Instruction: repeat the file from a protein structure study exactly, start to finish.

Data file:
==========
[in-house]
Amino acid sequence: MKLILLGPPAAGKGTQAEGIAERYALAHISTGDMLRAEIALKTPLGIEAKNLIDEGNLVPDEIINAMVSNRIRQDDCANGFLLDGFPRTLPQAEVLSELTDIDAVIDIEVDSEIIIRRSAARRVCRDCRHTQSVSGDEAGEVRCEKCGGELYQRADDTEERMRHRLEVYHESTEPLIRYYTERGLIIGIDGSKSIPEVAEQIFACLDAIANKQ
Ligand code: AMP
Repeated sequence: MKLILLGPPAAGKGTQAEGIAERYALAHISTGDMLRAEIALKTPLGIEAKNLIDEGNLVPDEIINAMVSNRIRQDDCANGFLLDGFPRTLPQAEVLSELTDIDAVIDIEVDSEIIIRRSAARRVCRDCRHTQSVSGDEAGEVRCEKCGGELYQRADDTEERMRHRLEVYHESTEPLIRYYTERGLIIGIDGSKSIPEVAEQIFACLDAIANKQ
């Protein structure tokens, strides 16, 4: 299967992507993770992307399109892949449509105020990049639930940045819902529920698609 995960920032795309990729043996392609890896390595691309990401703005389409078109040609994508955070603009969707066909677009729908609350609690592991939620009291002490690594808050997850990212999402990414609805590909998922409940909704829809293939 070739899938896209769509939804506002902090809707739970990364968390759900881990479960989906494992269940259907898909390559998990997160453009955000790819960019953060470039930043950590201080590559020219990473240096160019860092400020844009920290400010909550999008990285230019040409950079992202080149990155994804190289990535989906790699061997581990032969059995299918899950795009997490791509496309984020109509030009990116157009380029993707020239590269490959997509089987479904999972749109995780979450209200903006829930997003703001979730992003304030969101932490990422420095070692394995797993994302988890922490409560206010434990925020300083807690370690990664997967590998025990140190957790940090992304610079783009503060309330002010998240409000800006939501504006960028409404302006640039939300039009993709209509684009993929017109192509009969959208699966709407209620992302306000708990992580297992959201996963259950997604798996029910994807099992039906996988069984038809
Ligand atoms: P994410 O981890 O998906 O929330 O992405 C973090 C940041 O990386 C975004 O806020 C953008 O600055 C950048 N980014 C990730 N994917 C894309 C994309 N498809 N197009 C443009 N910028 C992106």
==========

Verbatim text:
[in-house]
Amino acid sequence: MKLILLGPPAAGKGTQAEGIAERYALAHISTGDMLRAEIALKTPLGIEAKNLIDEGNLVPDEIINAMVSNRIRQDDCANGFLLDGFPRTLPQAEVLSELTDIDAVIDIEVDSEIIIRRSAARRVCRDCRHTQSVSGDEAGEVRCEKCGGELYQRADDTEERMRHRLEVYHESTEPLIRYYTERGLIIGIDGSKSIPEVAEQIFACLDAIANKQ
Ligand code: AMP
Repeated sequence: MKLILLGPPAAGKGTQAEGIAERYALAHISTGDMLRAEIALKTPLGIEAKNLIDEGNLVPDEIINAMVSNRIRQDDCANGFLLDGFPRTLPQAEVLSELTDIDAVIDIEVDSEIIIRRSAARRVCRDCRHTQSVSGDEAGEVRCEKCGGELYQRADDTEERMRHRLEVYHESTEPLIRYYTERGLIIGIDGSKSIPEVAEQIFACLDAIANKQ
């Protein structure tokens, strides 16, 4: 299967992507993770992307399109892949449509105020990049639930940045819902529920698609 995960920032795309990729043996392609890896390595691309990401703005389409078109040609994508955070603009969707066909677009729908609350609690592991939620009291002490690594808050997850990212999402990414609805590909998922409940909704829809293939 070739899938896209769509939804506002902090809707739970990364968390759900881990479960989906494992269940259907898909390559998990997160453009955000790819960019953060470039930043950590201080590559020219990473240096160019860092400020844009920290400010909550999008990285230019040409950079992202080149990155994804190289990535989906790699061997581990032969059995299918899950795009997490791509496309984020109509030009990116157009380029993707020239590269490959997509089987479904999972749109995780979450209200903006829930997003703001979730992003304030969101932490990422420095070692394995797993994302988890922490409560206010434990925020300083807690370690990664997967590998025990140190957790940090992304610079783009503060309330002010998240409000800006939501504006960028409404302006640039939300039009993709209509684009993929017109192509009969959208699966709407209620992302306000708990992580297992959201996963259950997604798996029910994807099992039906996988069984038809
Ligand atoms: P994410 O981890 O998906 O929330 O992405 C973090 C940041 O990386 C975004 O806020 C953008 O600055 C950048 N980014 C990730 N994917 C894309 C994309 N498809 N197009 C443009 N910028 C992106």